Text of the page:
People in social housing find their housing associations more help than job centres at putting them on the first step of the career ladder, a new study signals.
With people living in social housing twice as likely to be jobless, sweeping housing welfare reforms are looking to social landlords to help fix long-term unemployment.
Researchers from Brunel University London studied three London Housing Associations’ pioneering training-for-work programmes.
Unlike Job Centre Plus, they found Housing Associations have good staff availability, give friendly, personalised, constructive advice and ‘offer hope’.
“There was a strong sense that Government is not offering opportunities,” said Dr Emma Wainwright. “There is a sense that job centres don’t have the time, interest or understanding of local areas, and are more concerned with processing people and ticking boxes.”
Housing Associations are taking on welfare service provision as new state regulation demands they spur tenants towards independent living and away from welfare dependence. Aimed at hard-to-reach groups such as long term unemployed and young people not in education, employment of training (NEETs), Housing Association employment services have a variety of funders including government.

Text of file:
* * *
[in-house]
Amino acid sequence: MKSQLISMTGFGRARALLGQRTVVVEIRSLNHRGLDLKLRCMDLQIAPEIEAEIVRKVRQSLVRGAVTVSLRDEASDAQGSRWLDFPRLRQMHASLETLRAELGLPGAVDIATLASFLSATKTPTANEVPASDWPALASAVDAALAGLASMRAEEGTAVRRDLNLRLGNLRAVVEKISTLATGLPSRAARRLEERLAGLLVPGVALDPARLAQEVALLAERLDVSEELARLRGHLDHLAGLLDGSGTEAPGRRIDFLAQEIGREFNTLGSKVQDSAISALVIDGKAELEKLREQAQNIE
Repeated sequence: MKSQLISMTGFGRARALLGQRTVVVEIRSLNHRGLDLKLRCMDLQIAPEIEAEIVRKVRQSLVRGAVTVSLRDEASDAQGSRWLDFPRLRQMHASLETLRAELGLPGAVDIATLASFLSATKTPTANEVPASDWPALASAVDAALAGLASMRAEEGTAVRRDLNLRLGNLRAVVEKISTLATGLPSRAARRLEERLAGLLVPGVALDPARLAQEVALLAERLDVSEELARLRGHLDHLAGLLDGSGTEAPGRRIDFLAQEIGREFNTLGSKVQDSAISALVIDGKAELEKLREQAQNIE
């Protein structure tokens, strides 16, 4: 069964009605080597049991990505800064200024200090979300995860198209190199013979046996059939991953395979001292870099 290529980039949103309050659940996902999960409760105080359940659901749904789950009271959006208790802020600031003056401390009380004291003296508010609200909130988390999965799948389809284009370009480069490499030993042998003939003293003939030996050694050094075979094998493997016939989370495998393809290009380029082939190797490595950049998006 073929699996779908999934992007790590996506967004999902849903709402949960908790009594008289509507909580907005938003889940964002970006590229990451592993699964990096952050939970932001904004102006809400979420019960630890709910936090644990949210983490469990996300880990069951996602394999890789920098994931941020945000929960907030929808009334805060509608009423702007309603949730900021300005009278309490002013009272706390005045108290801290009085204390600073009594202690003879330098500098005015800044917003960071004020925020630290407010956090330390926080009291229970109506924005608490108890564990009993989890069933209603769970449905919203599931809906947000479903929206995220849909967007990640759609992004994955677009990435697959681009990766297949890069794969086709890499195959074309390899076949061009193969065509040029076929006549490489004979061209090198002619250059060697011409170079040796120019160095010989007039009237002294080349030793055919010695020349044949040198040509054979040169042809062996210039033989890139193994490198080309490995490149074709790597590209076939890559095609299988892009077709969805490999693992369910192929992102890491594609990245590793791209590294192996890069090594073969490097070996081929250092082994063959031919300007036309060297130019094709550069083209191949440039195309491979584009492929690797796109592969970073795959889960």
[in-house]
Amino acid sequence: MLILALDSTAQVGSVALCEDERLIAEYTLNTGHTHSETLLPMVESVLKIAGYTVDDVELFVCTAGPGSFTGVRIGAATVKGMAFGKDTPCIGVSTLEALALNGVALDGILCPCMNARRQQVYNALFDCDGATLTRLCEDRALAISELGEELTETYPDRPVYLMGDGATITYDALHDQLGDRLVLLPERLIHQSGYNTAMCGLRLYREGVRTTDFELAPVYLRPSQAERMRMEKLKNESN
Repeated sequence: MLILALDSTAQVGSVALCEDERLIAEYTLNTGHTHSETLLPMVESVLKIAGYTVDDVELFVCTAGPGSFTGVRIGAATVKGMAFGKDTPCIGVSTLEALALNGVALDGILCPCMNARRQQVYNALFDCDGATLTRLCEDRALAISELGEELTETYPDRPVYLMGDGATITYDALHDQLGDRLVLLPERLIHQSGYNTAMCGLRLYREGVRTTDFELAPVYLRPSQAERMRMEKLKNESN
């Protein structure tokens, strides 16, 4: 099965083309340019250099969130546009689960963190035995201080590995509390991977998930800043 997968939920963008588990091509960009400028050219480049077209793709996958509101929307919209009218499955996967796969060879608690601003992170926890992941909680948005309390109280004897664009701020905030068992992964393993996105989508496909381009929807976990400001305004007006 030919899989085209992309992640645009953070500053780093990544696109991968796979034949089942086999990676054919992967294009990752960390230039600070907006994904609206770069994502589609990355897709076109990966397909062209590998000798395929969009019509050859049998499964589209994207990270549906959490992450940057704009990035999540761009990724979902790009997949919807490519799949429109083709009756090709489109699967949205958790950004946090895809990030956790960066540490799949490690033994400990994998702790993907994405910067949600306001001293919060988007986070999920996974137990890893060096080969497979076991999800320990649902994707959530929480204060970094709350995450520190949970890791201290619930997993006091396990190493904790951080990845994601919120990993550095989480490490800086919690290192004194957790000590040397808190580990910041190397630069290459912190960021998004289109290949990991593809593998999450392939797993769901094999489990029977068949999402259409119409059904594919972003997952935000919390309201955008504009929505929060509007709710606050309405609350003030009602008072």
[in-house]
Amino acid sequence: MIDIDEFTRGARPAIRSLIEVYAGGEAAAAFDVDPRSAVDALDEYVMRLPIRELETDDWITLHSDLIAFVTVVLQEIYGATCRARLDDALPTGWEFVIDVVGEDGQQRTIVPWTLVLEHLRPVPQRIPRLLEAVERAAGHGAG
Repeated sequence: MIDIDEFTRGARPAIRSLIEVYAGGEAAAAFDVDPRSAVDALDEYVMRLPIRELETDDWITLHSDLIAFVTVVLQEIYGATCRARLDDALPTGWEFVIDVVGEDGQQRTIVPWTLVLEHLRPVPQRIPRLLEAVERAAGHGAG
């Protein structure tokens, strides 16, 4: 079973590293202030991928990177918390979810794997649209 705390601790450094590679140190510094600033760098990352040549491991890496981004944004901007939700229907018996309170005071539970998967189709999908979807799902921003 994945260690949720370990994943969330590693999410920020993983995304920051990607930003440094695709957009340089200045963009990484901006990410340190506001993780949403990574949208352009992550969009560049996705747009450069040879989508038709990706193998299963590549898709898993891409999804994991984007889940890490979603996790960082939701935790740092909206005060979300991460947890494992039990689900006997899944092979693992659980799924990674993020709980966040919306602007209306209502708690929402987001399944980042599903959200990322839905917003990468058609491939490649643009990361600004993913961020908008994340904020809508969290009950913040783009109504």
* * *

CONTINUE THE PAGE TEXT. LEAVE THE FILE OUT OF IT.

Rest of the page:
“Residents find Housing Associations supportive by providing training programmes and helping with job searches,” said Dr Wainwright. “Clearly, housing associations are well placed to work at local level, with ‘hard-to-reach’ communities and fill gaps left by government.”
The findings shed light on barriers tenants face in considering work and make recommendations, which will help steer future employment schemes.
Depression, anxiety, low confidence and addictions are tenants’ biggest obstacles to seeking work, while the best way to improve training programmes is to tell more people they are available. ‘A lack of local, entry-level jobs that pay enough to live on’ is another major obstacle revealed the study on Ealing-based A2Dominion, Catalyst Housing and East Thames in Stratford.
“Key to success”, Dr Wainwright sums up, “…is approachable, friendly staff who give a sense of hope.”